TAMPA — Bobby Rainey was still clutching the football he carried across the goal line for his first NFL touchdown Monday night when he was reminded of just how difficult his journey to the end zone has been.
“One of my ex-teammates, (Dolphins linebacker) Dannell Ellerbe came up to me after the game and he was joking saying, ‘So, where else are you going to end up?’ ” Rainey said.
All kidding aside, it was a valid question.
Rainey, the fourth-string Tampa Bay Buccaneers running back who scored the game-winning touchdown in the Bucs’ 22-19 victory against Miami on Monday night, has been with three teams since he came into the league last year. After being let go twice by the Baltimore Ravens and once by the Cleveland Browns, this undrafted former Western Kentucky standout believes he has a chance to lay down some roots in Tampa.
In fact, he’s counting on it.
“I found a house over there somewhere in Westchase, I think it is,’’ Rainey said this week as he prepared for today’s game against the Falcons at Raymond James Stadium. “But I still have to pass the background check and everything. Hopefully, I’ll get approved for it.’’
Rainey already has earned the approval of his coaches and teammates. He did that against Miami when he ran eight times for 45 yards and scored that 1-yard touchdown in relief of injured running back Mike James.
It was a performance the ultra-confident Rainey has always considered himself capable of in the NFL, but one he had never really been given the chance to have.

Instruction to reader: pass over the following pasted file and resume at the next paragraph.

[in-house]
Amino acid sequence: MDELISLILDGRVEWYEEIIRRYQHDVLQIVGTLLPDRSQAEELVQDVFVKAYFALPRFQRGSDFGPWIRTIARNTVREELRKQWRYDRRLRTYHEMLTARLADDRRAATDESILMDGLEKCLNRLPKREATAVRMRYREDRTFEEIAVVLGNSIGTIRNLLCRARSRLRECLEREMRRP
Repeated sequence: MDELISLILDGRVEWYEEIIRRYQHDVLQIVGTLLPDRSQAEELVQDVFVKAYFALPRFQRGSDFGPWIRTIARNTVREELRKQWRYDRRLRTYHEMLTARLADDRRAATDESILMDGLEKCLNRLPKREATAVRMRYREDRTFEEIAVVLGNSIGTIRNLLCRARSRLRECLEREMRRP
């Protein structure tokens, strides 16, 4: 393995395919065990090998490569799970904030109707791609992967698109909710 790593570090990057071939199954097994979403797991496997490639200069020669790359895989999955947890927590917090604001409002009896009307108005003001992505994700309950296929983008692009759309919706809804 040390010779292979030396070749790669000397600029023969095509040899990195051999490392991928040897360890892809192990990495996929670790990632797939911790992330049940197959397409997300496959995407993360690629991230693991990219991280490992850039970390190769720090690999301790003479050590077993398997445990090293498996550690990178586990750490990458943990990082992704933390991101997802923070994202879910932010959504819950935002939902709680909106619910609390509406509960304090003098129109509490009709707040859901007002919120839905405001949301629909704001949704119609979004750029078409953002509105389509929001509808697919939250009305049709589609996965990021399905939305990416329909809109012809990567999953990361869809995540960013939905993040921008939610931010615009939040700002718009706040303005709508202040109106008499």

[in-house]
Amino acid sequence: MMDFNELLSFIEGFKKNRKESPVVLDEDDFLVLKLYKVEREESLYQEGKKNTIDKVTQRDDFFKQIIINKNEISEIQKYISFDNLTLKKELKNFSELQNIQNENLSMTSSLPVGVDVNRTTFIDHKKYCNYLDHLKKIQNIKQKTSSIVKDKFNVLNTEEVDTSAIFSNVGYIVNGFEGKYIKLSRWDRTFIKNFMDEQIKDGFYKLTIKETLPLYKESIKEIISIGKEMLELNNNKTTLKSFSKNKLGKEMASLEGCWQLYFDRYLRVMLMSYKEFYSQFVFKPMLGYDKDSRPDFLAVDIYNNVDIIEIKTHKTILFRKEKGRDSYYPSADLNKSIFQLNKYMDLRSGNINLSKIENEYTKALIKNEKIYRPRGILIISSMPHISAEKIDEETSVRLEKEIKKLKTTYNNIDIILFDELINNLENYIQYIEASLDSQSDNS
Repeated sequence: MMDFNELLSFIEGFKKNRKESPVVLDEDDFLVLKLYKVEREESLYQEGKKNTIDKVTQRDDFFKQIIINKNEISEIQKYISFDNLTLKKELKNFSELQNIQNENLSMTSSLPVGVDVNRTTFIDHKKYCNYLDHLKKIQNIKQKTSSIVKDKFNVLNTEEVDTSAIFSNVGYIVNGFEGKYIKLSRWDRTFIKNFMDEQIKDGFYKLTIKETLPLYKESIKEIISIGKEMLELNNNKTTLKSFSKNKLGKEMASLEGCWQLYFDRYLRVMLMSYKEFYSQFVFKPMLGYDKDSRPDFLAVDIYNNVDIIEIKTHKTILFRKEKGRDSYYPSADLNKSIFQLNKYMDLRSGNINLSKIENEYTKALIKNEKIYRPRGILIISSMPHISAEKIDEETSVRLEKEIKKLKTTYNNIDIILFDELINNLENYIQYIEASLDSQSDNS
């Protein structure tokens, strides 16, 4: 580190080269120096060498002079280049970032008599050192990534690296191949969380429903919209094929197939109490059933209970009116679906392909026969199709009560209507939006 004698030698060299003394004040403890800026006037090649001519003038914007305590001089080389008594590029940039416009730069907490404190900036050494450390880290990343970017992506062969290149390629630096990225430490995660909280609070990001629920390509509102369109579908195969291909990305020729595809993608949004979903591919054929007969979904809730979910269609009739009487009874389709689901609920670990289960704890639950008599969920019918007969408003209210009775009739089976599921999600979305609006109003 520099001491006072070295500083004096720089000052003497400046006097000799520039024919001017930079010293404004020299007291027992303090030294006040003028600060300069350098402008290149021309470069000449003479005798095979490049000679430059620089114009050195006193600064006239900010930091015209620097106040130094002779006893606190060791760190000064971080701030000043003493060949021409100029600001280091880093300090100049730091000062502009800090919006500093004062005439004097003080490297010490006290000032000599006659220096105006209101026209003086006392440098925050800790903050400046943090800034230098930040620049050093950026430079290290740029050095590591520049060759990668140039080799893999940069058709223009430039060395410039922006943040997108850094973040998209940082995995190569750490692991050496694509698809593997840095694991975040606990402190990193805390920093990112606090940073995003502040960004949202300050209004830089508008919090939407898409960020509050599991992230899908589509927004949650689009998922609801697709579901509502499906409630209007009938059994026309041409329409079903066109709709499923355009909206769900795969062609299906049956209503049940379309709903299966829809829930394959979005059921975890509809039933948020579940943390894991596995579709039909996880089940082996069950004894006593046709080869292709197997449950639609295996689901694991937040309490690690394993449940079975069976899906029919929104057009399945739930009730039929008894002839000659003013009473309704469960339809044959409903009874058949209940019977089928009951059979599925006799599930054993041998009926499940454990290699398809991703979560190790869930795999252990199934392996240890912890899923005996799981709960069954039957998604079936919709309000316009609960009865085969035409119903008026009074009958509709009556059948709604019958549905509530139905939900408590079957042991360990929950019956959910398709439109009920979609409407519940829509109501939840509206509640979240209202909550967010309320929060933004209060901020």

His size is the reason. Rainey is officially listed at 5-foot-8, but he needs his cleats to get there. Even with the rock-solid 205 pounds of muscle he carries, his height has always scared teams off.
Coming out of Griffin (Ga.) High, where he played quarterback, running back and linebacker, Rainey got a sniff from Georgia Tech, but all the other major college programs ignored him.
“Because of his size, he didn’t get recruited by some of the bigger schools,’’ said Willie Taggart, the first-year coach at South Florida who inherited Rainey when he took over the Western Kentucky program in 2010. “But he plays with such a big heart. He shows he can play with anybody and he wants to prove you wrong. That’s why he has success.’’
Rainey, who chose WKU’s offer over those extended by Eastern Michigan and Albany State, certainly had a lot of success proving people wrong with Taggart’s Hilltoppers.
Rainey ran for 1,695 yards and 13 touchdowns, caught 36 passes for 361 yards and four TDs and even threw a pair of passes, including one for a touchdown — and that was just his senior year.
Rainey left WKU as the school’s all-time leading rusher with 4,523 yards and as only the eighth FBS player since 2000 to post back to back 1,500-yard rushing seasons. But NFL teams continued to be scared off by his size.
They were so scared they didn’t even extend Rainey an invitation to the scouting combine. That should have given Rainey an idea where he stood come draft day, but it didn’t.
Rainey went into the 2012 draft thinking he would probably be a second-day selection, perhaps a third-round pick. When reality struck late on the third and final day of the draft, it was a sobering moment.
Rainey had spent the whole day watching the draft, waiting for the phone to ring. When the Redskins, who had expressed some mild interest, drafted Alfred Morris out of Florida Atlantic in the sixth round, Rainey turned off the TV.
“I was one of the top five rushers in the country back-to-back years and that included going against some of the top teams like LSU and putting up good numbers against them,’’ Rainey said. “I just didn’t understand it.’’